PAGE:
The Week Ahead Will Bring More Commentary from Fed Chair Powell
This week, Fed Chair Powell will deliver his semi-annual Monetary Policy Report to Congress on Wednesday and Thursday. We expect Mr. Powell to repeat much of what was said at last week’s FOMC meeting and members of Congress to grill the Chair on the inflation environment and future policy responses. In addition, a second look at Michigan sentiment (Friday) is expected to remain unchanged. Finally, May existing home sales (Tuesday) and May new home sales (Friday) are both expected to see their pace of growth slow after falling in April.  

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Stock investments involve risk, including loss of principal. High-quality stocks may be appropriate for some investment strategies. Ensure that your investment objectives, time horizon and risk tolerance are aligned with investing in stocks, as they can lose value.

There are risks associated with fixed-income investments, including credit risk, interest rate risk, and prepayment and extension risk. In general, bond prices rise when interest rates fall and vice versa. This effect is usually more pronounced for longer term securities.

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The fund’s investments may not keep pace with inflation, which may result in losses.

A rise in interest rates may result in a price decline of fixed-income instruments held by the fund, negatively impacting its performance and NAV. Falling rates may result in the fund investing in lower yielding debt instruments, lowering the fund’s income and yield. These risks may be heightened for longer maturity and duration securities.

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An index is a statistical composite that is not managed. It is not possible to invest directly in an index.

The Standard & Poor’s 500 Index (S&P 500® Index), an unmanaged index of common stocks, is frequently used as a general measure of market performance. The index reflects reinvestment of all distributions and changes in market prices but excludes brokerage commissions or other fees.  It is not possible to invest directly in an index.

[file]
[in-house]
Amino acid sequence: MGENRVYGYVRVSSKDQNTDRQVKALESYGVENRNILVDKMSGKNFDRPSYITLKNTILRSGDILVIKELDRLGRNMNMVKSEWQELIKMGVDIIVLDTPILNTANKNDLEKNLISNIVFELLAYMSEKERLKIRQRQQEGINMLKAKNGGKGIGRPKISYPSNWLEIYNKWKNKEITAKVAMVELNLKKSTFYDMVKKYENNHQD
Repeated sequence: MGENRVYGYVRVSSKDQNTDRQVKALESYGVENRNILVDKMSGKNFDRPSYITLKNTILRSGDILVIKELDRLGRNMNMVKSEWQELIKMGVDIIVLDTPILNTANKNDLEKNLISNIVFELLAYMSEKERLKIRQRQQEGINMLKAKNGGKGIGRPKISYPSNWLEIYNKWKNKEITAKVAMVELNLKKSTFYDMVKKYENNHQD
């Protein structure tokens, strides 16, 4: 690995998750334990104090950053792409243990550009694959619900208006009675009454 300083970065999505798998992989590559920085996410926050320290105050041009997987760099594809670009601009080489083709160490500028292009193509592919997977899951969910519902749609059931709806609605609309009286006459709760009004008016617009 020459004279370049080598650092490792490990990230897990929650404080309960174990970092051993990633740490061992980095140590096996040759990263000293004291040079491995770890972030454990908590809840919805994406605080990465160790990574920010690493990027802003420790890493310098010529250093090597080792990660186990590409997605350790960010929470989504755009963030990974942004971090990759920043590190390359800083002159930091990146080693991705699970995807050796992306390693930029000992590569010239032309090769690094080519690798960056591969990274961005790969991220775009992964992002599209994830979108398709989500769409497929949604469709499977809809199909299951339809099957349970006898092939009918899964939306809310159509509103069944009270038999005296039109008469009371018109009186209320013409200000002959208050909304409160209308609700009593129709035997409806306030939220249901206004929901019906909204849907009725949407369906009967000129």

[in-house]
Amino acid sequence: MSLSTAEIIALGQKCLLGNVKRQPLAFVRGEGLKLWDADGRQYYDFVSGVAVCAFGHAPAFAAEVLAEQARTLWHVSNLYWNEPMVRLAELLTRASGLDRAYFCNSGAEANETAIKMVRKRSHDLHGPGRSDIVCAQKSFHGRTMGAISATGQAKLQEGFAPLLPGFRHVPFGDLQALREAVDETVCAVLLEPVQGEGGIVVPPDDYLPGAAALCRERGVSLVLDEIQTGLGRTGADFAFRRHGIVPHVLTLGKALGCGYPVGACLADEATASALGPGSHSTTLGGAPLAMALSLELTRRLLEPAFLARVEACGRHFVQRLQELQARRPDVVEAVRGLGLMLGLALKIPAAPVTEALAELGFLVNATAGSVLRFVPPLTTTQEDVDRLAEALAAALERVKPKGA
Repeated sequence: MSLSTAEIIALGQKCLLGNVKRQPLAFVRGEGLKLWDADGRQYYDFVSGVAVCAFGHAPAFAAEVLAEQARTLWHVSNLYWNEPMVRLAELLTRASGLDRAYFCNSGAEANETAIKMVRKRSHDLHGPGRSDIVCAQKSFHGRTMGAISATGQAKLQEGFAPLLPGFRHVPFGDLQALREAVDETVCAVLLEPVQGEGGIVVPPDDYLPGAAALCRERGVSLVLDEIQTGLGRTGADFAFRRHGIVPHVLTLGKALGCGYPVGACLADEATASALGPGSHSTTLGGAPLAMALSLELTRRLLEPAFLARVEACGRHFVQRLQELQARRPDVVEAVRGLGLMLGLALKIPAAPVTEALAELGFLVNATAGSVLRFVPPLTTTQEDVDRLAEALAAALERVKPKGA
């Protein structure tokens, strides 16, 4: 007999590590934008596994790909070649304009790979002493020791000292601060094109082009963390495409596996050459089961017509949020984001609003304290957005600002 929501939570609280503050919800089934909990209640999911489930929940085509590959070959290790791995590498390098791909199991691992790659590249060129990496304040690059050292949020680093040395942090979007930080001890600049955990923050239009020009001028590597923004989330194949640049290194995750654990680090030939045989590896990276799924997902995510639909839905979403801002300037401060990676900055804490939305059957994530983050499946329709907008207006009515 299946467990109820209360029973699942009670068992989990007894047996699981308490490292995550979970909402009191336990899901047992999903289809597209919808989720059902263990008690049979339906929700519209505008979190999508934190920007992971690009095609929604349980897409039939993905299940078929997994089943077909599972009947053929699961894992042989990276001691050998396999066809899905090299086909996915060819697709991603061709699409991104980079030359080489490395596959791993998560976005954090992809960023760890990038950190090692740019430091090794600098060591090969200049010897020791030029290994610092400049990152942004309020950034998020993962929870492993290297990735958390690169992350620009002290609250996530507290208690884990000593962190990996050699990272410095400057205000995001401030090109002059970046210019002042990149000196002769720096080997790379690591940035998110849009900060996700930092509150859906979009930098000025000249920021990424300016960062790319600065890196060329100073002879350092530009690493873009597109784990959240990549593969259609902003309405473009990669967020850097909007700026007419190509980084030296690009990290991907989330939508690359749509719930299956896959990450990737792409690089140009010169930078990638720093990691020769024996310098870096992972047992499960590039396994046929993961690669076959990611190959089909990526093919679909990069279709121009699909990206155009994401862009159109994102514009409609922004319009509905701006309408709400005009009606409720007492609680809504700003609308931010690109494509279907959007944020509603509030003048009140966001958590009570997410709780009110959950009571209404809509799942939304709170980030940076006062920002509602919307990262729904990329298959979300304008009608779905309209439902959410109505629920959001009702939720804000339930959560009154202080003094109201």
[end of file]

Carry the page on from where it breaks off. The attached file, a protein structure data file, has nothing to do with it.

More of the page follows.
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West Texas Intermediate (WTI) is a grade of crude oil commonly used as a benchmark for oil prices. WTI is a light grade with low density and sulfur content.

The Consumer Price Index (CPI) measures change in consumer prices as determined by the US Bureau of Labor Statistics.

The Michigan Consumer Sentiment Index (MCSI) is a monthly survey of consumer confidence levels in the United States. It is a statistical measurement of the overall health of the economy as determined by consumer opinion. It takes into account people's feelings toward their current financial health, the health of the economy in the short-term, and the prospects for longer-term economic growth, and is widely considered to be a useful economic indicator.

The GDPNow forecasting model provides a "nowcast" of the official GDP estimate prior to its release by estimating GDP growth using a methodology similar to the one used by the U.S. Bureau of Economic Analysis. GDPNow is not an official forecast of the Atlanta Fed. It is best viewed as a running estimate of real GDP growth based on available economic data for the current measured quarter. There are no subjective adjustments made to GDPNow—the estimate is based solely on the mathematical results of the model.